Patients were classed into two groups based on the study NLR cutoff value. NLR cut-off value = 5 group (I2 = 0%, P = 0.99), Meta-analysis with fixed-effects model (Table 3) combined effect size HR = 3.20, 95% CI = 1.74–5.86, P < 0.01.In groups with NLR cut-off value below 5 (I2 = 47%, P = 0.15), Meta-analysis with fixed-effects model found (Table 4, Additional file 1: Fig. S2b) combined effect size HR = 1.35, 95%CI = 1.03–1.77, P = 0.03.
Since none of the correlation results of preoperative NLR on clinical case characteristics were statistically significant, the Egger test was not performed. For studies with t more than 2 literatures, the Egger test was recruited to analyze publication bias (Additional file 1: Fig. S3a–d), which revealed publication bias only for the univariate DFS study of preoperative NLR in CRLM patients with P = 0.009. P values of the preoperative NLR for univariate OS, multivariate OS, and multivariate DFS studies in CRLM patients were 0.852, 0.492, and 0.057, respectively (P > 0.05) without publication bias. The pooled HR = 1.281, 95% CI = 1.031–1.531 after applying the trim-and-fill (Additional file 1: Fig. S3e) to the univariate DFS study with unchanged significance, indicating reliable and stable results.
Forecasted NLR value of various tumors is confirmed. Several meta-analyses found that high NLR are related to poorer prognosis in esophageal [39, 40], gastric [41,42,43], hepatocellular [44,45,46], cholangiocarcinoma , colorectal [48,49,50], non-small cell lung [51, 52], breast , ovarian , renal cell [55, 56], and prostate cancers . However, Hamada et al. revealed that low preoperative NLR was related to impaired univariate OS in CRLM patients, while multiple studies reported that high preoperative NLR was a symbol of poor CRLM prognosis. Thus, it can be seen that there is contradictory about prognostic significance of preoperative NLR in CRLM. In a meta-analysis of 3184 CRLM patients from 18 studies, high preoperative NLR was correlated with OS (univariate HR = 1.97, 95% CI = 1.57–2.46, p < 0.01; multifactorial HR = 1.83, 95% CI = 1.61–2.08, P < 0.01), DFS (univariate HR = 1.47; 95% CI = 1.27–1.96; P < 0.01; multifactorial HR = 1.78, 95% CI = 1.16–2.71, P < 0.01) and RFS (univariate HR = 1.53, 95% CI = 1.15–2.02, P < 0.01; multifactorial HR = 1.46, 95% CI = 1.15–1.85, P < 0.01) were impaired. In summary, high preoperative NLR is an independent risk factor.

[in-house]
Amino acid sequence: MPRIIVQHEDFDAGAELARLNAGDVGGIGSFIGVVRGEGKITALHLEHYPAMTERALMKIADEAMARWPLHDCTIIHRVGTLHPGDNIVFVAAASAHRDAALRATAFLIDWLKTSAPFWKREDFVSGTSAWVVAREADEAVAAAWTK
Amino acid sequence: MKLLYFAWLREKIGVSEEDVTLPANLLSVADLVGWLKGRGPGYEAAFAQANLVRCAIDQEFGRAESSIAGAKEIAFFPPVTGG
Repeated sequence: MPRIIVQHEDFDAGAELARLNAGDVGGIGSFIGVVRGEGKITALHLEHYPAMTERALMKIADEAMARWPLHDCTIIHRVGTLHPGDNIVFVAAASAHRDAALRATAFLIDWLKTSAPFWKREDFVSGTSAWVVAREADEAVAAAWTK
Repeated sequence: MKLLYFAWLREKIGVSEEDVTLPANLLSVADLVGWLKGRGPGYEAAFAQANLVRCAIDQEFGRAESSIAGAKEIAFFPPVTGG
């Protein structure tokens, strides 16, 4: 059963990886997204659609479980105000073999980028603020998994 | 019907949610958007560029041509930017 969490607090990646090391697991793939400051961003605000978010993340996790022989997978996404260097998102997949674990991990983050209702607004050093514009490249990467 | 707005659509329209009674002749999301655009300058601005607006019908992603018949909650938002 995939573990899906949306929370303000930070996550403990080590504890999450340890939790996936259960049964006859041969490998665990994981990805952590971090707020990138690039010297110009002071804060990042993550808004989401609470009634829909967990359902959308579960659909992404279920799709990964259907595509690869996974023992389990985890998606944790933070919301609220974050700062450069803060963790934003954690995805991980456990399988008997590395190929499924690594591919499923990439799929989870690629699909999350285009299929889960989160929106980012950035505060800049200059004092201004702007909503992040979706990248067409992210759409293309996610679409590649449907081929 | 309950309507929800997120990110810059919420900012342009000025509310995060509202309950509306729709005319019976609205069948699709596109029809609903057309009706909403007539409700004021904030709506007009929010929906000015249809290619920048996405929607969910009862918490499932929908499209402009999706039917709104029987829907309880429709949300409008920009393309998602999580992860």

According to Meta-analysis results, no correlation was found in preoperative NLR on tumor clinicopathological characteristics, including the number of metastases (OR = 1, 95% CI = 0.76–1.31, P = 0.97), CEA (OR = 1.31, 95% CI = 0.88–1.96, P = 0.19), primary tumor size (OR = 1.22, 95% CI = 0.90–1.67, P = 0.2) and time to metastasis (OR = 1.12, 95% CI = 0.78–1.62, P = 0.54)). Interestingly, Kim3 et al.’s study showed that poorly differentiated colorectal cancer and high CEA levels (cut-off 100 ng/mL) between groups were significantly associated with high NLR. Peng11 et al. found that patients with high preoperative NLR were more likely to promote multiple liver metastases than those with low preoperative NLR. Zang1 et al. found that patients with increased NLR are more likely to own relative lymphopenia and neutrophilia. Tohme et al.’s showed that patients with high NLR owned a higher incidence of extrahepatic disease when undergoing radioembolization. Overall, more prospective studies are needed to discuss the clinicopathological correlation between NLR and tumors.
Statistical heterogeneity was found in univariate OS and multifactorial DFS in CRLM patients by preoperative NLR (I2 = 57%, P = 0.008; I2 = 52%, P = 0.1) using the heterogeneity test. The heterogeneity was significantly reduced by sensitivity analysis (deleting a single study), excluding Hamada et al.’s study (I2 = 25%, P = 0.2), and the Meta-analysis results were not significantly altered. As this study was the only one with negative results included in this group, among the 29 patients included, only 3 patients had high NLR. Small sample size may be the main reason for its heterogeneity. Subgroup analysis of the multifactorial DFS was performed, and studies were grouped according to whether they owned a sample size (N) ≥ 100. Small sample (N < 100) researches did not differ significantly from the pooled results (HR = 2.64, 95% CI = 1.71–4.01, P < 0.01). However, the multifactorial DFS relationship between preoperative NLR and CRLM patients was significantly lower in studies with large samples (N ≥ 100) without statistical significance (HR = 1.18, 95% CI = 0.87–1.60, P = 0.3). The results of Meta-analysis with grouping were obtained based on NLR cutoff values, studies with NLR cutoff values equaling 5 had a more significant preoperative NLR correlation with multifactorial DFS in CRLM patients (HR = 3.20, 95% CI = 1.74–5.86, P < 0.01). In contrast, studies with NLR cutoff values below 5 had significantly lower correlations with multifactorial DFS (HR = 1.35, 95% CI = 1.03–1.77, P < 0.01). Therefore, the choice of NLR cutoff value remain worthy for further study and discussion.
The reasons for the correlation of increased preoperative NLR with poor survival outcome in CRLM patients are sophisticated and hard to elucidated, and the following explanations may account for this association. Cell groups such as tumor cells, normal tissue cells, mesenchymal cells, and immune cells constitute the tumor microenvironment and are closely associated with tumor development [58,59,60], while immune cells exert different roles in the immune response process of tumors [61, 62].